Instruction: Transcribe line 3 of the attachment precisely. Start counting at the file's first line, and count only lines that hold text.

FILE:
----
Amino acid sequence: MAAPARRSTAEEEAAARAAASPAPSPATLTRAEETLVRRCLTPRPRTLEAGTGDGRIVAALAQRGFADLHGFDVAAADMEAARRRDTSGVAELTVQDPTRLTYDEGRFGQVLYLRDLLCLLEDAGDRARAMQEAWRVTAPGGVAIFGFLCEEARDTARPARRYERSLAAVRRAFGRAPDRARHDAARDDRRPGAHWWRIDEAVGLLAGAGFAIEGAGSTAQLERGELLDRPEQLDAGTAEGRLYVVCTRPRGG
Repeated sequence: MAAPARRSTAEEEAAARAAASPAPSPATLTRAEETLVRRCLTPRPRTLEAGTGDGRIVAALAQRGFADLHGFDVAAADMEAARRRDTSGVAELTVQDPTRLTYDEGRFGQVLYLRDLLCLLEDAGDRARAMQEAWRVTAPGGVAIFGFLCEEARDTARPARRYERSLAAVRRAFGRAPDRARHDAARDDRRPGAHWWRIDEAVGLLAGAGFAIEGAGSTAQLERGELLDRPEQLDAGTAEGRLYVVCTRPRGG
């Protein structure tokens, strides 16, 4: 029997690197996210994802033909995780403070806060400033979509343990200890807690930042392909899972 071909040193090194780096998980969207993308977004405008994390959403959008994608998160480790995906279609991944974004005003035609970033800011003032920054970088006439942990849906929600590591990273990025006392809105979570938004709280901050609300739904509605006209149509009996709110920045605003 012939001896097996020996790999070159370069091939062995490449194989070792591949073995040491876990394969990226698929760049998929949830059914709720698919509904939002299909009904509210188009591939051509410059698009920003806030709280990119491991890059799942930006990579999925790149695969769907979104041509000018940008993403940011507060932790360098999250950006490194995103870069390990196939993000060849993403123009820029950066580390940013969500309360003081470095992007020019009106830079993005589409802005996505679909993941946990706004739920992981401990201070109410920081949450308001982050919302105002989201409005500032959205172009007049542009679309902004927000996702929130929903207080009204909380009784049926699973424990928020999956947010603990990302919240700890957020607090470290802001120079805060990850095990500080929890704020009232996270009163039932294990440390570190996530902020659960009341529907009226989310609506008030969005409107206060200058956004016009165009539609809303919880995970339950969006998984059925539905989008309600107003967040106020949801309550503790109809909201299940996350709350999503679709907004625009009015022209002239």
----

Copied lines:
């Protein structure tokens, strides 16, 4: 029997690197996210994802033909995780403070806060400033979509343990200890807690930042392909899972 071909040193090194780096998980969207993308977004405008994390959403959008994608998160480790995906279609991944974004005003035609970033800011003032920054970088006439942990849906929600590591990273990025006392809105979570938004709280901050609300739904509605006209149509009996709110920045605003 012939001896097996020996790999070159370069091939062995490449194989070792591949073995040491876990394969990226698929760049998929949830059914709720698919509904939002299909009904509210188009591939051509410059698009920003806030709280990119491991890059799942930006990579999925790149695969769907979104041509000018940008993403940011507060932790360098999250950006490194995103870069390990196939993000060849993403123009820029950066580390940013969500309360003081470095992007020019009106830079993005589409802005996505679909993941946990706004739920992981401990201070109410920081949450308001982050919302105002989201409005500032959205172009007049542009679309902004927000996702929130929903207080009204909380009784049926699973424990928020999956947010603990990302919240700890957020607090470290802001120079805060990850095990500080929890704020009232996270009163039932294990440390570190996530902020659960009341529907009226989310609506008030969005409107206060200058956004016009165009539609809303919880995970339950969006998984059925539905989008309600107003967040106020949801309550503790109809909201299940996350709350999503679709907004625009009015022209002239």